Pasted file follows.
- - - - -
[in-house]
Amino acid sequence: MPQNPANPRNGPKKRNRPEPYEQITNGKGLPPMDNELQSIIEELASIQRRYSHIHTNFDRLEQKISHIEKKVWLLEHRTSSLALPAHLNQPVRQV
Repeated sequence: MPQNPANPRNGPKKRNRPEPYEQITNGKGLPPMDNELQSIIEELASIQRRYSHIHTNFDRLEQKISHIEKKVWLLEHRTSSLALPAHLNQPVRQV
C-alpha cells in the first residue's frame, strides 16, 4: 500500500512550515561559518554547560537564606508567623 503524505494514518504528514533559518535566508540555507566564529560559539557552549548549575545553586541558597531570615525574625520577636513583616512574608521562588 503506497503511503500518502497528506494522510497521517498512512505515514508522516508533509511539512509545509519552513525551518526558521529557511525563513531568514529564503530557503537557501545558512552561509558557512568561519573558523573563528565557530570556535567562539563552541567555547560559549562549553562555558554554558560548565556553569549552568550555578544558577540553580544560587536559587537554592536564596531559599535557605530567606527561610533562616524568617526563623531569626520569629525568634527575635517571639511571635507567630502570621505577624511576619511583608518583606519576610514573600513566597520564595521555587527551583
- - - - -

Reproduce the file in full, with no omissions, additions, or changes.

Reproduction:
[in-house]
Amino acid sequence: MPQNPANPRNGPKKRNRPEPYEQITNGKGLPPMDNELQSIIEELASIQRRYSHIHTNFDRLEQKISHIEKKVWLLEHRTSSLALPAHLNQPVRQV
Repeated sequence: MPQNPANPRNGPKKRNRPEPYEQITNGKGLPPMDNELQSIIEELASIQRRYSHIHTNFDRLEQKISHIEKKVWLLEHRTSSLALPAHLNQPVRQV
C-alpha cells in the first residue's frame, strides 16, 4: 500500500512550515561559518554547560537564606508567623 503524505494514518504528514533559518535566508540555507566564529560559539557552549548549575545553586541558597531570615525574625520577636513583616512574608521562588 503506497503511503500518502497528506494522510497521517498512512505515514508522516508533509511539512509545509519552513525551518526558521529557511525563513531568514529564503530557503537557501545558512552561509558557512568561519573558523573563528565557530570556535567562539563552541567555547560559549562549553562555558554554558560548565556553569549552568550555578544558577540553580544560587536559587537554592536564596531559599535557605530567606527561610533562616524568617526563623531569626520569629525568634527575635517571639511571635507567630502570621505577624511576619511583608518583606519576610514573600513566597520564595521555587527551583